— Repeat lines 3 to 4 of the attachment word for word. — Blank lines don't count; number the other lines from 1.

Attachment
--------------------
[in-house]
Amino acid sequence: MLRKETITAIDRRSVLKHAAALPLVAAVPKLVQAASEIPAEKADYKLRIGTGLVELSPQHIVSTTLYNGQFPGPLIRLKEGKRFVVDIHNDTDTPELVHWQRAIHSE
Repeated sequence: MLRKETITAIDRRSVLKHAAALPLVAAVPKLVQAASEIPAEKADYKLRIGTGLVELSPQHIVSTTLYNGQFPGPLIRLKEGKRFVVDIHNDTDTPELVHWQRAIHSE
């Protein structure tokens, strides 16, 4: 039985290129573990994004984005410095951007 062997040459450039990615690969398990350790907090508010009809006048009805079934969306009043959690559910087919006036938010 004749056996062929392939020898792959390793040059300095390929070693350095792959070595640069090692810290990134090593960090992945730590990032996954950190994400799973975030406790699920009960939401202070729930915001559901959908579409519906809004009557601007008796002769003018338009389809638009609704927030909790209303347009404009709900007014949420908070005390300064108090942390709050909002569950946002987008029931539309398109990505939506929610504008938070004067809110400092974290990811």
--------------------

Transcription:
Repeated sequence: MLRKETITAIDRRSVLKHAAALPLVAAVPKLVQAASEIPAEKADYKLRIGTGLVELSPQHIVSTTLYNGQFPGPLIRLKEGKRFVVDIHNDTDTPELVHWQRAIHSE
């Protein structure tokens, strides 16, 4: 039985290129573990994004984005410095951007 062997040459450039990615690969398990350790907090508010009809006048009805079934969306009043959690559910087919006036938010 004749056996062929392939020898792959390793040059300095390929070693350095792959070595640069090692810290990134090593960090992945730590990032996954950190994400799973975030406790699920009960939401202070729930915001559901959908579409519906809004009557601007008796002769003018338009389809638009609704927030909790209303347009404009709900007014949420908070005390300064108090942390709050909002569950946002987008029931539309398109990505939506929610504008938070004067809110400092974290990811």